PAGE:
Tag: crime fiction

crime fiction

Death at Greenway: Lori Rader-Day

I was honored to receive an advance copy of Death at Greenway annotated by the author Lori Rader-Day, which I won in a charity auction. I made myself read it slowly, savoring the experience of having the insight of the author as I read her fabulous story about Agatha Christie’s holiday home. Lori generously answered a few of my questions to share with Miss Demeanor’s readers.

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The Fundamental Interconnectedness of Crime

O Frabjous Day! That’s what I exclaimed the day I went online again. The logistics of a cross-country relocation and moving into a new apartment meant that I went without Wi-Fi for several days. Quelle horreur! You wouldn’t think I was old enough to remember the days before Wi-Fi was a thing. I missed being able to connect to the world in an instant. Absence Makes the Heart Grow Desperate My days spent without made me realize how reliant, dependent even, I’ve become on the internet. How did I manage growing up in the analog age, a time when I had to look up information in a set of encyclopedias (which still take up an entire shelf in one of my mother’s bookcases) or physically go to the library and use a microfiche machine? I had to *gasp* get up and walk ALL. THE. WAY. over to the TV set to change the channel, of which there were only 4 or 5 (6 or 8 if I stayed up late and adjusted the antenna just right). My address book (printed on paper!) only had one line for a phone number because people only had one line, a landline—and no space […]

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It’s Giveaway Time!

 

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Name It, Wear It, Eat It, Drink It

While images of James Bond and his martinis and Nero Wolfe and his beer, and apocryphal quotes about the degree of inebriation best suited to writing, come readily to mind, no one thinks as much about a character’s favorite shade of nail polish or preferred aftershave. The Missdemeanors were up to the challenge, however. I asked them, You’ve been hired to create a new cocktail, ice cream flavor, or lipstick color. You have to name it after a book, fictional character, or author. Who’s it named for and what’s it like?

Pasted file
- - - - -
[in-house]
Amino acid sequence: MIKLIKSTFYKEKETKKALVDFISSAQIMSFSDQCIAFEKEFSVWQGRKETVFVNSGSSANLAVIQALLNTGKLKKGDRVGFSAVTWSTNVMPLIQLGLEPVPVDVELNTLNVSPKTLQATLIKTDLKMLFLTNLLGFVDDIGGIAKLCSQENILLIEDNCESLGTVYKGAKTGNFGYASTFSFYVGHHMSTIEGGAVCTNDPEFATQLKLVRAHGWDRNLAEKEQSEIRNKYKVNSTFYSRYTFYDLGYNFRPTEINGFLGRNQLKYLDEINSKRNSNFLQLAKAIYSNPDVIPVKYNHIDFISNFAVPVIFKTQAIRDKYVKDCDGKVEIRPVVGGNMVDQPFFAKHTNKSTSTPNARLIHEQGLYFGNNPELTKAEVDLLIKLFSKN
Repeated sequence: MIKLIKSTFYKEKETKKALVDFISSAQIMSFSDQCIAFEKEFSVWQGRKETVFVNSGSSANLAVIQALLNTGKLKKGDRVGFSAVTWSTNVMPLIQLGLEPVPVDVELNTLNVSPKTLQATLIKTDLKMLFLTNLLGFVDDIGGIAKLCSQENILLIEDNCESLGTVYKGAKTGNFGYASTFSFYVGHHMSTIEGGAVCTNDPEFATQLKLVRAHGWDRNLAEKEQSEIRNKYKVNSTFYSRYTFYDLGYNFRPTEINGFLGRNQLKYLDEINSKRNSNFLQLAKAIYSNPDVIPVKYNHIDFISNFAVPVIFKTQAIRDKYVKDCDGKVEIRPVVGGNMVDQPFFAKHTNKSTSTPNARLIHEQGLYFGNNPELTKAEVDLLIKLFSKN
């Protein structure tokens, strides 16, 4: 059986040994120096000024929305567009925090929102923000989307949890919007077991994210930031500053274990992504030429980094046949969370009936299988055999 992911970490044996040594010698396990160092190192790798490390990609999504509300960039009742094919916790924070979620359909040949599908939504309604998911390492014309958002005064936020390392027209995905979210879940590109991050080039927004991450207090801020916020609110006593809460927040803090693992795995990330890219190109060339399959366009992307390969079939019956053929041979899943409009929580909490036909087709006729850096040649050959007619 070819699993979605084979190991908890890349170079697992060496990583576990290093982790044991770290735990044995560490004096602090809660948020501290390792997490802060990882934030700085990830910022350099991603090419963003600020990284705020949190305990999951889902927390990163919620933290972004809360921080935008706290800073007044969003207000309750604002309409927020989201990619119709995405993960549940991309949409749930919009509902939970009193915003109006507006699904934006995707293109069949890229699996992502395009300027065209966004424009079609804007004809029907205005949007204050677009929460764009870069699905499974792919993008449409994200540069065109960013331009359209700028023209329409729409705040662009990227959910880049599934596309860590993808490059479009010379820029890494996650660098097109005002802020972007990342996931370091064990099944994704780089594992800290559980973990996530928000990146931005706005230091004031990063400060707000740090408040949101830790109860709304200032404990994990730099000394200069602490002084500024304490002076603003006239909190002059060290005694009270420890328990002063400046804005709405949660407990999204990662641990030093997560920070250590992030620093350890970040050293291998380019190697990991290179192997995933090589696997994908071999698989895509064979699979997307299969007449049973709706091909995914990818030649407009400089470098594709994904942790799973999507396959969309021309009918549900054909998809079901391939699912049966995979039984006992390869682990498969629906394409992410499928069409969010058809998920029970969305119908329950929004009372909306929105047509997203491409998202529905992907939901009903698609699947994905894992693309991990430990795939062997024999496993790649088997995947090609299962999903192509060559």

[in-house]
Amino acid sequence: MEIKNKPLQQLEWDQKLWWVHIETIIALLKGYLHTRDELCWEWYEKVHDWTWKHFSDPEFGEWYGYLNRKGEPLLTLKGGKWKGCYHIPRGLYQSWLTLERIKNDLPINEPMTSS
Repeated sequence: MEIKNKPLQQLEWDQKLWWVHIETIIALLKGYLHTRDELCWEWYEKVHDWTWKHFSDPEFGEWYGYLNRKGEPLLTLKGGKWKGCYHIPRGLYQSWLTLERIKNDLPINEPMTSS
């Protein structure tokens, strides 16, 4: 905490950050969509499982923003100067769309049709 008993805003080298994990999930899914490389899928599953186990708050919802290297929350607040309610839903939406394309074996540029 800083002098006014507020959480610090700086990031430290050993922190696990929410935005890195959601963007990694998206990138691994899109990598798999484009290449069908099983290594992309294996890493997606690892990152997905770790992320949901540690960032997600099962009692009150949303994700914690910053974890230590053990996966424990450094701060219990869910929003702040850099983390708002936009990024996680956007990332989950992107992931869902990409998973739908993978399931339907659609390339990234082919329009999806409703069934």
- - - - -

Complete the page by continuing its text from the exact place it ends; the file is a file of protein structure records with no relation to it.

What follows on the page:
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Does Crime Fiction Ever Take a Holiday?

Happy Labor Day! Do you know the origins of this holiday? According to the Department of Labor, in 1882 either Peter J. McGuire or Matthew Maguire (records vary) proposed a holiday in honor of the “laboring classes.” McGuire and Maguire were both labor unionists. McGuire belonged to the Brotherhood of Carpenters and Joiners and the American Federation of Labor, Maguire to the Central Labor Union and International Association of Machinists. Celebrations spread Initially a municipal holiday, Labor Day soon became a state holiday. Although New York gets credit for celebrating Labor Day first, in 1882, Oregon beat them to the punch, in 1887, of passing the first state law. By 1894, nearly three dozen states had passed laws honoring the day. A Federal Law and a Bit of Irony Labor Day became a federal holiday in 1894 when President Grover Cleveland signed legislation setting the first Monday in September as the official day of celebration. (A few days later he sent Federal troops to Chicago to deal with striking railroad workers.) From the beginning, the day was commemorated with parades and picnics, with speeches by prominent community members becoming a feature added by the beginning of the twentieth century. The […]